I Lost Weight: Cathy Sheargold Wanted To Experience Life With Her Son And Lost Nearly 200 Pounds
Name: Cathy Sheargold
Before Weight: I don’t know exactly. I would guess about 160kgs [350 pounds]. I couldn’t find a scale that measured over 120kgs until a month or so into my training, and I weighed 147.6 [325 pounds] at that stage.
After Weight: About 70kgs [154 pounds]. I decided to put away the scales. I last weighed myself a couple of months ago, and I was 73kgs [160 pounds].
How I Gained It: I have always been the fat girl. The last time I was a healthy weight I was probably about 8 years old. I had become used to it and used to being unhappy with my body. I spent a lot of time wishing that I was lighter — and then I would binge on junk food, looking to get energy fast.
The problem is that the energy I would get didn’t last, so I would be reaching for more chocolate, chips, fried food and let’s not forget the doughy stuff. I was an “emotion eater,” and no, that’s not a typo. I call it an “emotion eater” because that describes what I did far more than an “emotional eater.” I ate my emotions instead of feeling them.
I was a secret eater. I would order 10 pieces of chicken and two large chips at the KFC drive-thru, and pretend I was ordering for a family. Then I would find a dark street and park and feed. I used to believe I loved food, but I didn’t, I used it as a weapon to punish myself.
Breaking Point: There have been a few embarrassing incidents: hearing a child say to their mother, “Look, that lady needs two seats,” breaking a chair, a friend telling me that when I was breastfeeding it looked like my son was a mosquito. At the end of 2011 my father had a pulmonary embolism. The doctors thought he might die. He didn’t, but this made me think about my own mortality. I woke up at night gasping for breath. Sitting and standing hurt. I gave myself five years, tops. I had given up.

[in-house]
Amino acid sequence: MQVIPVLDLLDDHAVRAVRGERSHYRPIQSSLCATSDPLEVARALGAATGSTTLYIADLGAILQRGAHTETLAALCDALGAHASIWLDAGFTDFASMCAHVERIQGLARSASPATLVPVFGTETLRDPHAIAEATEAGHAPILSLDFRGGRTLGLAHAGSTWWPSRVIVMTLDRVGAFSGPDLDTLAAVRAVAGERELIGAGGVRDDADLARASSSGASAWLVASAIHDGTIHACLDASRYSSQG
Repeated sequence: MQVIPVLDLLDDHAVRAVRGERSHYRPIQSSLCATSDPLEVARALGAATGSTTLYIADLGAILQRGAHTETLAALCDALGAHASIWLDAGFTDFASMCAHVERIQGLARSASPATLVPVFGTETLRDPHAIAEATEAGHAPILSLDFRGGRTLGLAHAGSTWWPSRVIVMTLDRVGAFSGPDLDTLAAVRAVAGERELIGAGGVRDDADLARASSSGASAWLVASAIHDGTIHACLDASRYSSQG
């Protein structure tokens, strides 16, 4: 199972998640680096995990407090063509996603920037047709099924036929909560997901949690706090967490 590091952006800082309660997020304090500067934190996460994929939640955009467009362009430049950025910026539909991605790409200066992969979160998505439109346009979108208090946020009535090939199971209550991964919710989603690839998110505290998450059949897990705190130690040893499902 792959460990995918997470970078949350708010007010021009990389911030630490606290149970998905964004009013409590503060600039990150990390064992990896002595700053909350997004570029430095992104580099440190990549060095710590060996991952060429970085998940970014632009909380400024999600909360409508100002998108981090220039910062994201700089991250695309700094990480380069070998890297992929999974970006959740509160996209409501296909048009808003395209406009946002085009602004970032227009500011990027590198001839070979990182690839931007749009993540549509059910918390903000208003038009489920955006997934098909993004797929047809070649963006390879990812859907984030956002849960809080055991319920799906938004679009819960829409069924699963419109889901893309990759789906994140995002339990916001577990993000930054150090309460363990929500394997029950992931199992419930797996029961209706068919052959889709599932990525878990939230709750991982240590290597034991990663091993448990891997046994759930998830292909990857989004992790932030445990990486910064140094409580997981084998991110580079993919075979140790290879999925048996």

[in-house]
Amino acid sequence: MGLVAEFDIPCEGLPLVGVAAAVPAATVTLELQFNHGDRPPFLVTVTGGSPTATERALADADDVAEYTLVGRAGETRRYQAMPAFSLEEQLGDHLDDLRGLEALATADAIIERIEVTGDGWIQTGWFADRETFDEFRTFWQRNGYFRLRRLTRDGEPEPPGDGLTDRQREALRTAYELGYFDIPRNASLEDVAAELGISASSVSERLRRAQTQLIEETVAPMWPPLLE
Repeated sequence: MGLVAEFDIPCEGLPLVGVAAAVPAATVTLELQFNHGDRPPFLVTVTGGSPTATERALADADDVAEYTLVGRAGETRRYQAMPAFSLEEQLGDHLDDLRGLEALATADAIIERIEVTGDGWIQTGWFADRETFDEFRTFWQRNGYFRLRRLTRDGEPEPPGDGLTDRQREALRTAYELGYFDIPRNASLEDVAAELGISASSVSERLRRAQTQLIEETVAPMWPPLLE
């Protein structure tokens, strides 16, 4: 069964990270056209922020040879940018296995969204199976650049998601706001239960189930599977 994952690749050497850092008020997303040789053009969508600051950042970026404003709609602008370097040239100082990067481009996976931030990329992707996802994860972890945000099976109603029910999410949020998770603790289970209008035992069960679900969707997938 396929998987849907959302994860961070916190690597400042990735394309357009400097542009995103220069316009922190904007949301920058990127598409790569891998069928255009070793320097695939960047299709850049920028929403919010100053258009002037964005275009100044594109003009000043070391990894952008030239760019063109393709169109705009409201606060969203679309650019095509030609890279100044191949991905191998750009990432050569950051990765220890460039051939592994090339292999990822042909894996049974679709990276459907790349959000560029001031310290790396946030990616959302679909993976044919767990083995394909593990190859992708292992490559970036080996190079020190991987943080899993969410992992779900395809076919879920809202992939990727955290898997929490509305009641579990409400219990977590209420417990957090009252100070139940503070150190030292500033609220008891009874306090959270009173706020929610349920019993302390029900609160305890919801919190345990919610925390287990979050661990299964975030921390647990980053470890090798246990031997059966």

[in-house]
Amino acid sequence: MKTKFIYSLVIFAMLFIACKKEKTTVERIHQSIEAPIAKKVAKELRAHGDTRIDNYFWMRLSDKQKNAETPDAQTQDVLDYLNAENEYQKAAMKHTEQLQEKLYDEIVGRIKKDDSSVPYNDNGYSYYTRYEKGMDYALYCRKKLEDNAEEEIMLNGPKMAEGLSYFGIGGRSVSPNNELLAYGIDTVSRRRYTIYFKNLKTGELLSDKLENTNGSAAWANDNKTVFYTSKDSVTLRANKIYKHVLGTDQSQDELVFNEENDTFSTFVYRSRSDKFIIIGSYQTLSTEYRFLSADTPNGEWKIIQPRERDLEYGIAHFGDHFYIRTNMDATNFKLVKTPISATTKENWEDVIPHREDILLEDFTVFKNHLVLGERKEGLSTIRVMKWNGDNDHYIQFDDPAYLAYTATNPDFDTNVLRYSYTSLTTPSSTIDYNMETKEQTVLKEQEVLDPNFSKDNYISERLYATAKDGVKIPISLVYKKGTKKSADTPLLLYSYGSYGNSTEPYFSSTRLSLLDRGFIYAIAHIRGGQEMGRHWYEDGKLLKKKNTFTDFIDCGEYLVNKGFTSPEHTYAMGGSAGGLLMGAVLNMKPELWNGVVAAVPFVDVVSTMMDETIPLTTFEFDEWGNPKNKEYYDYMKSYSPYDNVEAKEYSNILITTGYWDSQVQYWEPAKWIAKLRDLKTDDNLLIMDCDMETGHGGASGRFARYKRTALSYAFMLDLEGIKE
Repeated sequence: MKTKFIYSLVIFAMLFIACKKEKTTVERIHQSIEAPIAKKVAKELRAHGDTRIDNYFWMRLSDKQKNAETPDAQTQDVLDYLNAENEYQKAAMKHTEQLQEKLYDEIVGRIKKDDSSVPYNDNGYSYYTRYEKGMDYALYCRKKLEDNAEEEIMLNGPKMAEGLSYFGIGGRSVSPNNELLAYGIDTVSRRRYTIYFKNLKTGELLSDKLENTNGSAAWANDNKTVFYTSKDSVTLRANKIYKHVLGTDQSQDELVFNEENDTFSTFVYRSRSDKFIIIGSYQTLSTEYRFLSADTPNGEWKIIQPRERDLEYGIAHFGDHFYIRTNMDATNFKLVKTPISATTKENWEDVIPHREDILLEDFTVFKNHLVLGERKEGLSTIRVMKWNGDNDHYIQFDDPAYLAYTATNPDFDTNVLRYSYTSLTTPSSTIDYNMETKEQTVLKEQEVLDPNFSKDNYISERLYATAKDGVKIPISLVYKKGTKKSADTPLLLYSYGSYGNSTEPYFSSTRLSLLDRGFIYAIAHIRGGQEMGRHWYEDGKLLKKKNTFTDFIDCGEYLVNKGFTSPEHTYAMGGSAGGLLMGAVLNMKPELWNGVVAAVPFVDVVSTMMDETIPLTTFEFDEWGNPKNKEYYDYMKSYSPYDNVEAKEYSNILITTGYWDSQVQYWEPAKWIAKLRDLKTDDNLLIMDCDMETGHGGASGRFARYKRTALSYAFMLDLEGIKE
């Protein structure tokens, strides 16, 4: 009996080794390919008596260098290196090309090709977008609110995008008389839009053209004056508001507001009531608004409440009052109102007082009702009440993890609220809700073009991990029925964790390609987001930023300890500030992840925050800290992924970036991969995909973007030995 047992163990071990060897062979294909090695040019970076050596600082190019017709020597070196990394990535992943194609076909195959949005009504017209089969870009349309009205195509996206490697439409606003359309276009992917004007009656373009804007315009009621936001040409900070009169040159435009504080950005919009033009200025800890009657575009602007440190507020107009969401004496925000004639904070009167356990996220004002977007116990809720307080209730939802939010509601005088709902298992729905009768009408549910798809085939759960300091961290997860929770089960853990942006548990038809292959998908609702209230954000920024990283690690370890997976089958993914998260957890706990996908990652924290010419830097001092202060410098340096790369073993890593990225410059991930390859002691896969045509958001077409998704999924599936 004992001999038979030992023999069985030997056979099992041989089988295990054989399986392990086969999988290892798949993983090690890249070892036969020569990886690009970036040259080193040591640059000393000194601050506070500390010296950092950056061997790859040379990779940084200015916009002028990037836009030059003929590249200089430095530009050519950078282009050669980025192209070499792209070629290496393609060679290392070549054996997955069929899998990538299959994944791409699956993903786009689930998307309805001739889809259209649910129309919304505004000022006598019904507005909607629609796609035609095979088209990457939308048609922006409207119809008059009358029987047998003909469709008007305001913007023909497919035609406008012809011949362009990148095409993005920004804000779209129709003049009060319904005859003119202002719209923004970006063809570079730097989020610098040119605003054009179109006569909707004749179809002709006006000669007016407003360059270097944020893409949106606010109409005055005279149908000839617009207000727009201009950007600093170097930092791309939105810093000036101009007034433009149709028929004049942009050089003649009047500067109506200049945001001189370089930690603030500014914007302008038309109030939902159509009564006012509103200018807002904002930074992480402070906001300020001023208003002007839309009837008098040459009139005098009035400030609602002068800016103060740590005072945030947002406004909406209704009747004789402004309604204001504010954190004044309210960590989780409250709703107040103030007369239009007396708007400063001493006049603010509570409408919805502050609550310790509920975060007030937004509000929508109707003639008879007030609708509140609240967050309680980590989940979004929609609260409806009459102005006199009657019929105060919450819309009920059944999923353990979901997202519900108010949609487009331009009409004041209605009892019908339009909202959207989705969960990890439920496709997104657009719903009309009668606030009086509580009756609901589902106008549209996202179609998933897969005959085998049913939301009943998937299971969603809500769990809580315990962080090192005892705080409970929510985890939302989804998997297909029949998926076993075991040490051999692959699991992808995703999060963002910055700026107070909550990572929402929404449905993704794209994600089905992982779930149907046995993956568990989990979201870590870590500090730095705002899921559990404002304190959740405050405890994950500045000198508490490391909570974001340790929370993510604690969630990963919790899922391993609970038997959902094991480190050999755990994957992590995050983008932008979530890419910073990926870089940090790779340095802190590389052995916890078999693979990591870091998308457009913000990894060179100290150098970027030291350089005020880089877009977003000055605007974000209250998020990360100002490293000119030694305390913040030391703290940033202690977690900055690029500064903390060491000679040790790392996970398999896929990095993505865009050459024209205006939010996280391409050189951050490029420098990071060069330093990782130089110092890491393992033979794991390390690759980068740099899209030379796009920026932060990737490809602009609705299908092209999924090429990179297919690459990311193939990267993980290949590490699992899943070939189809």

But, here’s the thing: I’m a solo mum to a 2 year old. So, in five years he would be seven and an orphan. He would have to stand over my grave and that would have been his greatest memory of me. It was time to change.
How I Lost It: I found the Michelle Bridges 12 Week Body Transformation, an online program run by the trainer on the Australian version of “The Biggest Loser,” and the right program at the right time for me. I didn’t really think I could do it (I’d failed so many times before), so I got information about gastric banding too. The first week I drove to the gym and sat in my car thinking, “They’ll laugh at me, I’ll look silly, I might break the equipment, I won’t know what to do, I am too fat to be here, fat people don’t work out.” I went home, and this continued for the week.
That week, I also saw a friend that I had not seen for a very long time. The way he looked at me, I saw pity in his eyes. He watched me struggle to fit in behind the steering wheel of my car, he watched me sweat after walking up a small flight of stairs. He wanted to help me like an invalid. We went to lunch, but I went to McDonald’s on the way home.
And then I cried.
I decided to give Bridges a go. I started training six days a week and eating food that nourished me. I used to wear a Thomas The Tank Engine armband to the gym to remind me of why it was so important, and when it got really hard I would say to myself, “Seven, eight, 30.” That’s when my son will turn 21. I intend on doing everything in my power to make a speech and celebrate it with him.
The big thing I added to my diet is water. I drink about three liters a day, sometimes more depending on my training. And no more fast food binges for me. I’m very much about clean food. I read labels, and if there is something on the list that I can’t visualize, I don’t eat it. I use herbs and spices a lot more now, rather than oil and salt for flavor. It’s about nurture and nourish, not punish and deprive. I also had to learn how to dine rather than feed. I make eating an experience. I serve food every day like it’s for a dinner party, and drink my water from a wine glass.
I discovered that weight is just a reaction to life, so I make sure life is amazing. I eat fantastic food and always make sure that I never feel deprived or guilty. I have climbed mountains, competed in fun runs and obstacle courses, I do boxing training. More importantly, I am a better mother, my son doesn’t miss out on experiencing life because of me anymore. I can jump on a trampoline, take him on adventures. That’s the really special bit of all of this, how it has changed his life.
Source: Huffington Post
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